St. Peter Regulatus
He was a Franciscan reformer born in Valladolid, Spain into a wealthy family. In his convent he lived a life of prayer and poverty. Thirty-six years after his death his body was found untouched by nature.
Entrance Antiphon: Ps. 102: 2-3
Bless the Lord, O my soul, and never forget all his benefits; it is he who forgives all your sins.
Rejoicing in this annual celebration of our Lenten observance, we pray, O Lord, that, with our hearts set on the paschal mysteries, we may be gladdened by their full effects. Through our Lord Jesus Christ, your Son, who lives and reigns with you in the unity of the Holy Spirit, one God, for ever and ever.
First reading: Hosea 5:15-6:6
The Lord says this: They will search for me in their misery. ‘Come, let us return to the Lord. He has torn us to pieces, but he will heal us; he has struck us down, but he will bandage our wounds; after a day or two he will bring us back to life, on the third day he will raise us and we shall live in his presence. Let us set ourselves to know the Lord; that he will come is as certain as the dawn his judgement will rise like the light, he will come to us as showers come, like spring rains watering the earth.’ What am I to do with you, Ephraim? What am I to do with you, Judah? This love of yours is like a morning cloud, like the dew that quickly disappears. This is why I have torn them to pieces by the prophets, why I slaughtered them with the words from my mouth, since what I want is love, not sacrifice; knowledge of God, not holocausts.
Psalm 50 (51):3-4, 18-21
R/ What I want is love, not sacrifice.
1) Have mercy on me, God, in your kindness. In your compassion blot out my offence. O wash me more and more from my guilt and cleanse me from my sin.
2) For in sacrifice you take no delight, burnt offering from me you would refuse, my sacrifice, a contrite spirit. A humbled, contrite heart you will not spurn.
3) In your goodness, show favour to Zion: rebuild the walls of Jerusalem. Then you will be pleased with lawful sacrifice, burnt offerings wholly consumed.
Gospel Acclamation: Ps 94:8
Glory and praise to you, O Christ! Harden not your hearts today, but listen to the voice of the Lord. Glory and praise to you, O Christ!
Gospel: Luke 18:9-14
Jesus spoke the following parable to some people who prided themselves on being virtuous and despised everyone else: ‘Two men went up to the Temple to pray, one a Pharisee, the other a tax collector. The Pharisee stood there and said this prayer to himself, “I thank you, God, that I am not grasping, unjust, adulterous like the rest of mankind, and particularly that I am not like this tax collector here. I fast twice a week; I pay tithes on all I get.” The tax collector stood some distance away, not daring even to raise his eyes to heaven; but he beat his breast and said, “God, be merciful to me, a sinner.” This man, I tell you, went home again at rights with God; the other did not. For everyone who exalts himself will be humbled, but the man who humbles himself will be exalted.’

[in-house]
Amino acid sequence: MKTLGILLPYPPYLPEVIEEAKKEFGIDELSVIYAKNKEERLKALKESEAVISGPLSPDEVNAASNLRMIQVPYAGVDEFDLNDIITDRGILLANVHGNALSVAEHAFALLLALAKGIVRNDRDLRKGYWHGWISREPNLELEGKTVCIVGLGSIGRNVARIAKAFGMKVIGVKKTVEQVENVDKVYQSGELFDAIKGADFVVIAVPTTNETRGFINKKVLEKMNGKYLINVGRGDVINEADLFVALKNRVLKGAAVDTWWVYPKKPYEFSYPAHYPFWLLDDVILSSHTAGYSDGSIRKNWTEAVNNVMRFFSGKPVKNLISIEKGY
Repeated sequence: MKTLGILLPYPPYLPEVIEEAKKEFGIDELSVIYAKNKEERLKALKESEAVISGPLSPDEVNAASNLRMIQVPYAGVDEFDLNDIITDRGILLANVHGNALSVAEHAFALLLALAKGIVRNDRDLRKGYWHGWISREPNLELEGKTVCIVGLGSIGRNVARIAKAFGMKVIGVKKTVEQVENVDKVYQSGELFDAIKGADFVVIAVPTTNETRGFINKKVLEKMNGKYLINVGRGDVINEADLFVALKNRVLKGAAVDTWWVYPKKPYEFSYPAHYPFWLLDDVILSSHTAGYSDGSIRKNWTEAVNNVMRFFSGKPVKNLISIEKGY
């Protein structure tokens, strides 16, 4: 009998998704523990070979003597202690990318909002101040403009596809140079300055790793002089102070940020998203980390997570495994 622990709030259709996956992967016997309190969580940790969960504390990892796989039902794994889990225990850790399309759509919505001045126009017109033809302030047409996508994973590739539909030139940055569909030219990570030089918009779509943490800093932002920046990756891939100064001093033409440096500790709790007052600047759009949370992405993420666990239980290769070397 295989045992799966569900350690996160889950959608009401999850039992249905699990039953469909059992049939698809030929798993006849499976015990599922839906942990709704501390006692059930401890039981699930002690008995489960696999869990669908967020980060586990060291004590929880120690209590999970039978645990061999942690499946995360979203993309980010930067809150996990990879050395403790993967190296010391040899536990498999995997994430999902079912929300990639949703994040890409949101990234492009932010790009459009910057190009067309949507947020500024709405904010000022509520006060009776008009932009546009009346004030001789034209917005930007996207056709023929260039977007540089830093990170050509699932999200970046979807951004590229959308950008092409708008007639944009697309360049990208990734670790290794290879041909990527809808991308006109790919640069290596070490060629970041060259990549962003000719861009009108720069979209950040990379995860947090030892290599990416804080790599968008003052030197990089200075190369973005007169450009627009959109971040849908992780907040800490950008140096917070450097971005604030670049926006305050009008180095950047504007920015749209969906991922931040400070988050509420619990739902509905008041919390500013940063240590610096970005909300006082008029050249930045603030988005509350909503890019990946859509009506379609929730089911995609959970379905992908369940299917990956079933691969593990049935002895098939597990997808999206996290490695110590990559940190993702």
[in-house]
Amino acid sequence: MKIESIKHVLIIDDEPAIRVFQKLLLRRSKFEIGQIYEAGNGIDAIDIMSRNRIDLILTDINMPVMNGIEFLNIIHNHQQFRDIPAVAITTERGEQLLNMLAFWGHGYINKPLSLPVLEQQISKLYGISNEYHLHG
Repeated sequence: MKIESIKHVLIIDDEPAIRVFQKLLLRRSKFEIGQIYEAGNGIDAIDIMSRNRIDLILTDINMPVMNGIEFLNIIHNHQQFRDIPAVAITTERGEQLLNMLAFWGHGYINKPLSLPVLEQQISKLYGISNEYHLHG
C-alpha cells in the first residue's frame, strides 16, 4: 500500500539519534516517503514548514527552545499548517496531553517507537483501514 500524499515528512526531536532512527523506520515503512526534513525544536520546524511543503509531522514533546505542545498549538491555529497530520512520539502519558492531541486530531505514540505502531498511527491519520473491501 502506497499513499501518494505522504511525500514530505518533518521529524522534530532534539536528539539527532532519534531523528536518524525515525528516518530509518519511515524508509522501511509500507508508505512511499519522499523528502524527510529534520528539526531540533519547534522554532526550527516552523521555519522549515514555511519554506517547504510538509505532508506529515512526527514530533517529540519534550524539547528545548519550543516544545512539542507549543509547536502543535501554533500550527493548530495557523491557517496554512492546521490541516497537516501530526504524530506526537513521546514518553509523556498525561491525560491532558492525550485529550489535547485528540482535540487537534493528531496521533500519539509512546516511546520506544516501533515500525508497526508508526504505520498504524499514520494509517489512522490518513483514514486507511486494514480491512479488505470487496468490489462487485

Prayer over the Offerings
O God, by whose grace it comes to pass that we may approach your mysteries with minds made pure, grant, we pray, that, in reverently handing them on, we may offer you fitting homage. Through Christ our Lord.
Communion Antiphon: Lk. 18: 13
The tax collector stood at a distance, beating his breast and saying: O God, be merciful to me, a sinner.
Prayer after Communion
May we truly revere, O merciful God, these holy gifts, by which you ceaselessly nourish us, and may we always partake of them with abundant faith in our heart. Through Christ our Lord.
Prayer over the People
Hold out to your faithful people, Lord, the right hand of heavenly assistance, that they may seek you with all their heart and merit the granting of what they ask. Through Christ our Lord. Amen.
Egoism and pride are two sisters which make very bad company in a person. Jesus teaches about these two vices which unfortunately are part of human nature. The Pharisee’s prayer started very well: “I thank God…”, but immediately took a wrong turn, as he focused on praying about himself. Four times he used the personal pronoun “I”, showing his egoism and pride. The tax collector instead stood aloof in an attitude of humility and a sense of unworthiness. Beating his breast in sorrow, he pronounced the words which transformed him from a sinner to a virtuous man: “God, be merciful to me, a sinner.” We should always go to God in prayer with good and right attitude in order to come back justified. A full glass cannot receive any water; it must be emptied first. We should empty ourselves of our self-righteousness and acknowledge our unworthiness and sinfulness before, in order for him to fill us with his grace.